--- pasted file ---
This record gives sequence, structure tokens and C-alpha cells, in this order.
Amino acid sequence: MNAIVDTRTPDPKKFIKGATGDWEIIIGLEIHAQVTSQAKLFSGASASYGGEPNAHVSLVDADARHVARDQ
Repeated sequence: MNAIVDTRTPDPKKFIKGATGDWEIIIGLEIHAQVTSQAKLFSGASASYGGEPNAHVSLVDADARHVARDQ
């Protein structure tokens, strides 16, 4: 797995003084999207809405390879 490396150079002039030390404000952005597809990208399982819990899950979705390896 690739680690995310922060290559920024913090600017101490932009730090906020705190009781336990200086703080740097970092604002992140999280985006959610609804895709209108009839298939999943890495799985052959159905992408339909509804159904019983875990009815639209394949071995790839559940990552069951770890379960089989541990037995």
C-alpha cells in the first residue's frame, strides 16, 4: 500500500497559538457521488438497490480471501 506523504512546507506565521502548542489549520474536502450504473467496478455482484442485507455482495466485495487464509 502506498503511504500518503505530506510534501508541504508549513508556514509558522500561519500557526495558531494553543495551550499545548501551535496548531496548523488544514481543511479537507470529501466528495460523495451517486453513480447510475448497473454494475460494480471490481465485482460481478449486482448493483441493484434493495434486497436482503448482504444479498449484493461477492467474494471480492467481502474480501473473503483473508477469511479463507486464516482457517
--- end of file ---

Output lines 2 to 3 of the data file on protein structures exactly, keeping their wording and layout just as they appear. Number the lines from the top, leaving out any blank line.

Amino acid sequence: MNAIVDTRTPDPKKFIKGATGDWEIIIGLEIHAQVTSQAKLFSGASASYGGEPNAHVSLVDADARHVARDQ
Repeated sequence: MNAIVDTRTPDPKKFIKGATGDWEIIIGLEIHAQVTSQAKLFSGASASYGGEPNAHVSLVDADARHVARDQ